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Contraception Journal
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Contraception Highlights September 2011

This month’s featured editorial

Title X: A Proud Past, An Uncertain Future
Clare Coleman, Kirtly Parker Jones
pages 209-211
In the mid and late 1960s, the United States was at war, both abroad and at home. Amidst the battles being fought in Vietnam and in our cities and on the greens of our campuses, President Lyndon Johnson declared war on an entirely different kind of enemy: poverty. President Johnson and a politically divided Congress found the common ground to pass laws for the benefit of the people of the United States that we take for granted today as our inherent, civil rights: the Civil Rights Act, Medicaid and Medicare. They committed resources for the improvement of our natural resources: the Clean Air Act, the Clean Rivers Act and the National Environmental Policy Act, which created the Environmental Protection Agency. read more >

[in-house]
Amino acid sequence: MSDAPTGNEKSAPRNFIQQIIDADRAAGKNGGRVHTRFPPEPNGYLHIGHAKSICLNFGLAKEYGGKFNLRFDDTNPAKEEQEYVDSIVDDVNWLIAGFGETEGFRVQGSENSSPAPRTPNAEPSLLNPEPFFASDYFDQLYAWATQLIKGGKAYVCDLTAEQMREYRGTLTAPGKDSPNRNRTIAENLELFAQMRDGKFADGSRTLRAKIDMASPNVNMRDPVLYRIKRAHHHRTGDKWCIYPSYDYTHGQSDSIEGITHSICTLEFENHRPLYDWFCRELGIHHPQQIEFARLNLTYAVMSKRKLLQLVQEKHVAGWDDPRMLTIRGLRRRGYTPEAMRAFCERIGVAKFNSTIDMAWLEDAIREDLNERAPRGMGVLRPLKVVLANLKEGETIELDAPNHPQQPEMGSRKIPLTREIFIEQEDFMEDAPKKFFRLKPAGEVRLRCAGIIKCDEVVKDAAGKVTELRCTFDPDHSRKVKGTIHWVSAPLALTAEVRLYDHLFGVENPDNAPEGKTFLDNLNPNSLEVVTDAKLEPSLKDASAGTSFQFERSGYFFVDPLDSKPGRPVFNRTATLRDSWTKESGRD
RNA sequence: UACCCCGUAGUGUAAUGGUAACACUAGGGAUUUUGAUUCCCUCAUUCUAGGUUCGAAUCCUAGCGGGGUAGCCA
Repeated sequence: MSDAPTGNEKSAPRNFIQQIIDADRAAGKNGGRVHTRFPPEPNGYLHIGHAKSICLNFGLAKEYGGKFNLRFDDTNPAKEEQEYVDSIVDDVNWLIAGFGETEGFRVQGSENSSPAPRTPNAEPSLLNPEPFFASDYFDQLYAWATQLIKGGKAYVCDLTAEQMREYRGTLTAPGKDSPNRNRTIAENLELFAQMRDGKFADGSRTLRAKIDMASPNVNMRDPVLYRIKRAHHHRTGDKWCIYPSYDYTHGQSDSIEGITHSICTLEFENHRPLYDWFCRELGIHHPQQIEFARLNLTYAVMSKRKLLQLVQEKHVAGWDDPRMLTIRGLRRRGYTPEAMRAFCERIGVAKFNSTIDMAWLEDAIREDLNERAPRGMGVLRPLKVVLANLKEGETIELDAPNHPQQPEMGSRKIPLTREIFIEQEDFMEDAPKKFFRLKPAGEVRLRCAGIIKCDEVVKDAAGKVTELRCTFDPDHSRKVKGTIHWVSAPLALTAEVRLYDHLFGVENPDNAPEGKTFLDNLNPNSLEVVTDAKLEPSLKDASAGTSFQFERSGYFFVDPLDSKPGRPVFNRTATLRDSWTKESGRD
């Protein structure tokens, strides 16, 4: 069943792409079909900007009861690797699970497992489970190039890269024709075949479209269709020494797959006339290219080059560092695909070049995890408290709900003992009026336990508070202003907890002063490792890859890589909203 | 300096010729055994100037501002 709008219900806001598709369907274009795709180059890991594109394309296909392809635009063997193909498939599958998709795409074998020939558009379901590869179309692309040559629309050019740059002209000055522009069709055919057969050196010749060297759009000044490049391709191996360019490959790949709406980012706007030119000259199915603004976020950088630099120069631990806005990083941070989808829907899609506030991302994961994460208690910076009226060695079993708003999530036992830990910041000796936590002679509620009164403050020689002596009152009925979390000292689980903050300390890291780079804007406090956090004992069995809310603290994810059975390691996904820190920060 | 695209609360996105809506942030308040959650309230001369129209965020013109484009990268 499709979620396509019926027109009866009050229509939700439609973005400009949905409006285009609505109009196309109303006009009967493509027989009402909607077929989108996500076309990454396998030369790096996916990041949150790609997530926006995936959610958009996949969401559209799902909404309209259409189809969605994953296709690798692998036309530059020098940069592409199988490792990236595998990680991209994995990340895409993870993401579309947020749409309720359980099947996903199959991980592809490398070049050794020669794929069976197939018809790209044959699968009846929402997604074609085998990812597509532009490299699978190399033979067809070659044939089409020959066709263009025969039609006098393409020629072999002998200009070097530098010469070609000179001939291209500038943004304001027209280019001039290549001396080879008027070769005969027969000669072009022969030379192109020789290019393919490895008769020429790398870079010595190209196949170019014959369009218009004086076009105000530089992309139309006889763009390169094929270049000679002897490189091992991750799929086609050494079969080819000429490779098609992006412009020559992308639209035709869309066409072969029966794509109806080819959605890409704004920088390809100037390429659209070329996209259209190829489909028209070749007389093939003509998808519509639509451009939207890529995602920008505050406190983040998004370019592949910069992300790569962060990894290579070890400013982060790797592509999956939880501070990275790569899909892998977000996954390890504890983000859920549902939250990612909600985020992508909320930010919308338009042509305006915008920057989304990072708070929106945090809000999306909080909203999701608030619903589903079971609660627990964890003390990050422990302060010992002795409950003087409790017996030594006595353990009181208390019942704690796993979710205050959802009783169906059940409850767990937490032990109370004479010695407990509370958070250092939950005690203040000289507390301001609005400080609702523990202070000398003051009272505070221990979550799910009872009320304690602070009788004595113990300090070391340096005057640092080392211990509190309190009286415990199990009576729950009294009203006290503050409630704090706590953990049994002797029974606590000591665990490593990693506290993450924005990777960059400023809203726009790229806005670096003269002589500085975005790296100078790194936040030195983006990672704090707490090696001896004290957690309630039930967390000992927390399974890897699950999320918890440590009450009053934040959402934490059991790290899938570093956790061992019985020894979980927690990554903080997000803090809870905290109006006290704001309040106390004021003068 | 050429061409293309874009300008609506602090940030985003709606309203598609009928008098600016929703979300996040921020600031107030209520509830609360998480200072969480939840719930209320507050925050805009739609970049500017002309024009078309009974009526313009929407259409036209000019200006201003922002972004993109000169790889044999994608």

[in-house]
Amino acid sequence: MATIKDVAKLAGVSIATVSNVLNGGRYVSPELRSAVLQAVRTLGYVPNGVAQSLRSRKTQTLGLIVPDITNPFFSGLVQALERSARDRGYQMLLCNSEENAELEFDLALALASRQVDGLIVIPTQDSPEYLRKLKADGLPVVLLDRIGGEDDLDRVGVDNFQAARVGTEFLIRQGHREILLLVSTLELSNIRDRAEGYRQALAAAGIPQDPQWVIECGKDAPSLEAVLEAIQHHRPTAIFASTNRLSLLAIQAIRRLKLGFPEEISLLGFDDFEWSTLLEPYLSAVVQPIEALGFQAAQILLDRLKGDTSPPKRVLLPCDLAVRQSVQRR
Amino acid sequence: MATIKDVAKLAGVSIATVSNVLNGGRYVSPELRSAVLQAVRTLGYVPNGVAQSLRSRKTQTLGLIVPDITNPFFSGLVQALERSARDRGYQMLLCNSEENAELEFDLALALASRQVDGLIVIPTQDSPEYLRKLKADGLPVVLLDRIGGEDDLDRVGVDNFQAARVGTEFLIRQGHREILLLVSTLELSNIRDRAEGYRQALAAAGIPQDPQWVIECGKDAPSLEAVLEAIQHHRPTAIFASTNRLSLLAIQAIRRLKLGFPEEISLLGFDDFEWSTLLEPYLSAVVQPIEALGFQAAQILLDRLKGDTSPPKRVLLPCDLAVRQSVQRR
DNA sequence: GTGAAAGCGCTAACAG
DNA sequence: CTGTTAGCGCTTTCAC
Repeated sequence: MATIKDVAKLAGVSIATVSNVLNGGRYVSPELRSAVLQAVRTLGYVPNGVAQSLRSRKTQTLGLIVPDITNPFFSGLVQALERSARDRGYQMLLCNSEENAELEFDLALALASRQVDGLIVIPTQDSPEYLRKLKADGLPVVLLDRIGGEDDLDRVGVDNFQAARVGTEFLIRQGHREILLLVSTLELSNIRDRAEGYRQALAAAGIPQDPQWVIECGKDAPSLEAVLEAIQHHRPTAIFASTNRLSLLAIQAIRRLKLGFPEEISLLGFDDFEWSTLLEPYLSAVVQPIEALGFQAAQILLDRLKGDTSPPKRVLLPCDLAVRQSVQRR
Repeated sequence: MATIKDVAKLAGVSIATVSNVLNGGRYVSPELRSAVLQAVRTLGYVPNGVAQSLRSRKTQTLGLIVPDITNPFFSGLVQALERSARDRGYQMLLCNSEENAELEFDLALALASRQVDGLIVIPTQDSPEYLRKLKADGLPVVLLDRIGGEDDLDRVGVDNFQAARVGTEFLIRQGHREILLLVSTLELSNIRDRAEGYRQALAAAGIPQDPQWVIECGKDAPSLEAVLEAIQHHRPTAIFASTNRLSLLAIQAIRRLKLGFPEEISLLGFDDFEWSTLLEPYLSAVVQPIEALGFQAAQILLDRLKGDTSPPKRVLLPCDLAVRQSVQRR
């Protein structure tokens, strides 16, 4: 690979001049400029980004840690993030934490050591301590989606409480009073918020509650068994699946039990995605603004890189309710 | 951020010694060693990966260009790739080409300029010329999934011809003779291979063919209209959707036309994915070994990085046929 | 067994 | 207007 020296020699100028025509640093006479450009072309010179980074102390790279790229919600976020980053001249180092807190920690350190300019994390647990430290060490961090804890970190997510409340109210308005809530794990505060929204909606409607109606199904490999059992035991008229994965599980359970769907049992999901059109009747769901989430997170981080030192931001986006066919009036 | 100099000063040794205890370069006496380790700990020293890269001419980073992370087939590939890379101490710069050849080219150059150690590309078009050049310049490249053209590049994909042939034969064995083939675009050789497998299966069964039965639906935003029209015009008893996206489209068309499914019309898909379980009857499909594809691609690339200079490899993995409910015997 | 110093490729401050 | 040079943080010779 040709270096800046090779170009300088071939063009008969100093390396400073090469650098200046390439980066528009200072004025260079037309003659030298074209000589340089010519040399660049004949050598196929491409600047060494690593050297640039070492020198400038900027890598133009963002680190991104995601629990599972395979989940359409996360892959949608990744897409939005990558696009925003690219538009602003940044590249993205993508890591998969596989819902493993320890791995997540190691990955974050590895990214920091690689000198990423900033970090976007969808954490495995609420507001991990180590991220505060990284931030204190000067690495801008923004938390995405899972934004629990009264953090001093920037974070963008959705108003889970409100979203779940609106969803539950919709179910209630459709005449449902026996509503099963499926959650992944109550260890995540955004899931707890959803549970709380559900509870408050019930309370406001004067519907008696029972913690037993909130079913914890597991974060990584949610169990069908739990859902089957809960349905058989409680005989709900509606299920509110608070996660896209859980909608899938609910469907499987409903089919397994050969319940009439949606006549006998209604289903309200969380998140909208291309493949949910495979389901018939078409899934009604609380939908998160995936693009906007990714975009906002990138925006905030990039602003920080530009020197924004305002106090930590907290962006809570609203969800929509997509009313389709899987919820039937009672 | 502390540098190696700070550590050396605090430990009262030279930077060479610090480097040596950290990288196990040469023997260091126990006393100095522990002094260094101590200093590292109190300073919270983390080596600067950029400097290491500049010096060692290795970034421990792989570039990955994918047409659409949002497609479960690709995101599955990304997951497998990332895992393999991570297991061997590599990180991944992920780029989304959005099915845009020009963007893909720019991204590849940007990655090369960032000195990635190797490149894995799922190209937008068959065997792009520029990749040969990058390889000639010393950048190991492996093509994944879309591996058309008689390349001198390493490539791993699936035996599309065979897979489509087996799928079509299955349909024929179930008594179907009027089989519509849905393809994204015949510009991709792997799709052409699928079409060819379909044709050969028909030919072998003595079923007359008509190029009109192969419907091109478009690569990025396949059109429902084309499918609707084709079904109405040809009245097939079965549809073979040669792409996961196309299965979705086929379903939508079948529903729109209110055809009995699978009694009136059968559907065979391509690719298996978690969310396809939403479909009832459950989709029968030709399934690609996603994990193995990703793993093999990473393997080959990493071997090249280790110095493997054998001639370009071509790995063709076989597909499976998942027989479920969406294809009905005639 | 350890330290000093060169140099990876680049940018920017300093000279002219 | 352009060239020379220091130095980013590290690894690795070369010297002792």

Commentary

Removing the black box warning for depot medroxyprogesterone acetate
Andrew M. Kaunitz, David A. Grimes
pages 212-213
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Review Article

Termination of second-trimester pregnancy by mifepristone combined with misoprostol versus intra-amniotic injection of ethacridine lactate (Rivanol): a systematic review of Chinese trials
Shu-Ping Hou, Ai-Hua Fang, Qin-Fang Chen, Yong-Mei Huang
pages 214-223
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Original research articles

Medical vs. surgical abortion: the importance of women's choice
Caroline Moreau, James Trussell, Julie Desfreres, Nathalie Bajos
pages 224-229